July 30, 2014

Ambassador Arthur: The Passing of a Family Friend

March 26, 2009 by · 4 Comments 

Arthur Richman passed away on Wednesday ending what was an incredible journey of a lifetime; a lifetime in and around Major League Baseball spanning over 70 years. In an instant he was gone, reunited with his boyhood heroes of the St. Louis Browns. But the memories of him…they will last forever.

Following in his brother’s footsteps as a writer, Arthur began his career in 1942 with the Daily Mirror where he penned a weekly column called “The Armchair Manager.” He did that for 21 years until the paper folded and he went to work as an executive for the New York Mets in 1963. Stories about Arthur have been well documented over the years like the time he and Don Larsen enjoyed a few “toddies” the night before perfection entered the history books. Or how as a fourteen-year-old boy, he would travel with his beloved St. Louis Browns where the players would often hide him in the upper berths on the Pullman cars. Or when he visited the umpire’s dressing room after Game Six of the 1986 World Series, he was handed the infamous baseball that went through Bill Buckner’s legs. A ball he later sold to Charlie Sheen for a cool $93,500, of which Arthur gave entirely to charity. Then there’s the one of how he persuaded George Steinbrenner to hire his good friend Joe Torre after the 1995 season. All of these are great stories and Arthur had hundreds them. He once told me that he wanted to write a book about his life in baseball. And what a life that was. What a book that would have been.

I first met Arthur Richman when I was eight years old. It was June 20, 1979, when my grandfather, Babe, took me, my dad and brother back to New York to attend a reunion for his 1937 Newark Bears club. The event was held at the Meadowlands in New Jersey. Charlie Keller, Joe Collins, Spud Chandler, Atley Donald, Marius Russo, Joe Beggs and Jim Gleeson were all there. Sadly, Joe Gordon had passed away the year before or I’m sure he would have been there too. It was really neat to watch my grandfather interact with his old friends, his teammates from years gone by. It was as if they had just seen each other a few months before.

After a cocktail session we were all seated at a long table that seemed to stretch through time. Elderly men wearing coats and ties; some balding, all of them graying, were sharing stories and reminiscing. For hours laughter filled the room. Sitting across from me were Milton and Arthur Richman. Being only eight years old, I really didn’t have a lot to say, but I can remember my dad and grandfather talking with Milton and Arthur throughout the dinner as I listened in. To this day, I can still taste the fillet I had that night, it was perfect, like the evening. I never saw Milton Richman again. He died seven years later of a heart attack at the age of 64; a crushing blow to Arthur. In 1981 Milton was voted into the Writers’ Wing of the Baseball Hall of Fame, something Arthur was extremely proud of and showed it daily by wearing his brothers’ Hall of Fame ring.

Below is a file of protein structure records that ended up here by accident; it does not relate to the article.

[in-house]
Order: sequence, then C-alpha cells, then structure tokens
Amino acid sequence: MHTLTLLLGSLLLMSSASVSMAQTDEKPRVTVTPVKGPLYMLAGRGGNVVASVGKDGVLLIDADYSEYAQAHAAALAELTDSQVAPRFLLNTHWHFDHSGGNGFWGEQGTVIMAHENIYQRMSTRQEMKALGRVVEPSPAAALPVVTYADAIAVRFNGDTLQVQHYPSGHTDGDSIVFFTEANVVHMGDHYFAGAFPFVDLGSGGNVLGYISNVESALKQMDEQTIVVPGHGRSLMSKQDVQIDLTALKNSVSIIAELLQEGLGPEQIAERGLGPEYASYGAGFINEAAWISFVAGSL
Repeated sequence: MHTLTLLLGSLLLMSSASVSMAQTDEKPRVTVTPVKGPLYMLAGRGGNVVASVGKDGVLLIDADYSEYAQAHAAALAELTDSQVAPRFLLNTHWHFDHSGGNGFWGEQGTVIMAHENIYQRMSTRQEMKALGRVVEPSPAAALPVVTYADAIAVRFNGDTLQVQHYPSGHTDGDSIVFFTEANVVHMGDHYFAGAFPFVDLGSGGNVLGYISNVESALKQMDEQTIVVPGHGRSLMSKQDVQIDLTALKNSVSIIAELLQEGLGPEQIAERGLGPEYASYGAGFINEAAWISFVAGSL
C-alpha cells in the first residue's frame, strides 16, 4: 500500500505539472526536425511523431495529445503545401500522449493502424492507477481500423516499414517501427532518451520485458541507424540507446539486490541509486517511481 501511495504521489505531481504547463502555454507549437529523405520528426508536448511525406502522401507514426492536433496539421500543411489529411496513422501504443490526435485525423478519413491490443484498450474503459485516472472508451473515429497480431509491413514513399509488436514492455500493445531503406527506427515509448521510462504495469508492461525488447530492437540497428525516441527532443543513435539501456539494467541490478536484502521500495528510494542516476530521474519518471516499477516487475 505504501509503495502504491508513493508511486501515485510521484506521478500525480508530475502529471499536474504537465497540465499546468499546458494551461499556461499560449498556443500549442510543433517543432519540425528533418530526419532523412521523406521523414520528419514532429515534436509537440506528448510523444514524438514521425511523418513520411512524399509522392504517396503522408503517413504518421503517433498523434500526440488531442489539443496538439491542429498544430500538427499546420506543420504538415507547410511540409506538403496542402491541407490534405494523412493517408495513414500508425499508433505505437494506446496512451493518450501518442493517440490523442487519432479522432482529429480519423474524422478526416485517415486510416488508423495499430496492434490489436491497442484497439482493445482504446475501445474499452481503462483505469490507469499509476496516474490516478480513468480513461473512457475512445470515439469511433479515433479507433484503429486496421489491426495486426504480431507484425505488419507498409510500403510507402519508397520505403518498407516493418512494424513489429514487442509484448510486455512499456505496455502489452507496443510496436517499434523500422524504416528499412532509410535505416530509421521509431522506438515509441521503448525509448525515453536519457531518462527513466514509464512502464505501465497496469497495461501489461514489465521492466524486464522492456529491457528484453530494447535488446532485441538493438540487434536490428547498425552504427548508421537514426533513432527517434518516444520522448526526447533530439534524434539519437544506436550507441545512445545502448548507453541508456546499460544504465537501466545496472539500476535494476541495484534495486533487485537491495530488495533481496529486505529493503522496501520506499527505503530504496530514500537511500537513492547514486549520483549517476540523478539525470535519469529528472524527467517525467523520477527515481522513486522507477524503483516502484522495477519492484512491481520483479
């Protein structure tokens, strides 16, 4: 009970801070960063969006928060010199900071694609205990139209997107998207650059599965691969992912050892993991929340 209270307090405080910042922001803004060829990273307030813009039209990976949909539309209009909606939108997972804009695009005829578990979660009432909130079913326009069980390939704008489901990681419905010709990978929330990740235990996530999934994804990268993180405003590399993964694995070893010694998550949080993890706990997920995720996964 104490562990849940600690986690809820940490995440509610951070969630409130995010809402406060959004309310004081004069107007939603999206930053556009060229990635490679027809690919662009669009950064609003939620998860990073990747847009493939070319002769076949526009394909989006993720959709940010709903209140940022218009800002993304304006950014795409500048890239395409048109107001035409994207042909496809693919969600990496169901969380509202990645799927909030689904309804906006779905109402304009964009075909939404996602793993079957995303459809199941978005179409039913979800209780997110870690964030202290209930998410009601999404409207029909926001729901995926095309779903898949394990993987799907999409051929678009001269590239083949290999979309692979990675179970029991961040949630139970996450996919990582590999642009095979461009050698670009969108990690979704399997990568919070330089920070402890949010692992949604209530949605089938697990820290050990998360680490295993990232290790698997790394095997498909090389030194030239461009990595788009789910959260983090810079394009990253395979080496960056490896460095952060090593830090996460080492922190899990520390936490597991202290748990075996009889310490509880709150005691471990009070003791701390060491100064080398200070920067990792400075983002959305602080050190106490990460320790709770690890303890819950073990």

It wasn’t until over a decade later that I saw Arthur again. After a long stint with the New York Mets as a traveling secretary he went to work for the Yankees in 1989 holding positions of Senior Vice President and advisor to George Steinbrenner. Whenever the Yankees came to Anaheim, I’d have my Dad call Arthur to see if he’d leave some tickets for me and my brothers. He never let us down! And it was usually around the fifth inning that he’d come to our seats to make sure we were okay. He’d spend half an inning with us before going back to work, but not before asking us if we needed any money. I can’t remember ever being around Arthur when he didn’t ask me that. Perhaps it was because he was a child of the depression; growing up without much in Manhattan and knew what it was like not to have money. Of course I never accepted his offer through the years, but I believe it was his way of making sure I was taken care of – making sure I was happy…that was Arthur.

Long after my grandfather’s playing days, he stayed close with both Arthur and Milton. So when he passed away in 1996, my dad and his brother called Arthur to let him know. He was traveling with the Yankees who were in Oakland at the time and he stopped what he was doing to make sure a press release got out to the AP and other media outlets. A few days later at my grandfather’s funeral, there was a beautiful floral wreath with a small card stuffed inside – I still have the card. It has two words on it: George Steinbrenner. I have no doubt that somehow Arthur was behind that very thoughtful and classy gesture.

Aside from traveling to Anaheim with the Yankees, the only time Arthur would come out to Southern California was for an annual banquet in Anaheim for the Association of Professional Ballplayer’s of America. Arthur was on the Board of Directors and would often have my dad and his brother (both ex-professional ball players) as his guests. There were a couple of years where my brothers and I went too.

In 2001, I went to work for a friend of mine who started a licensed apparel company called Moonlight Graham. The business would take us to New York at least once a year, usually during baseball season. I’d call Arthur in advance and let him know I was coming. He’d always set aside two tickets and would meet us before the game to take us up to his office. For anybody who loved baseball, his office was an absolute treat.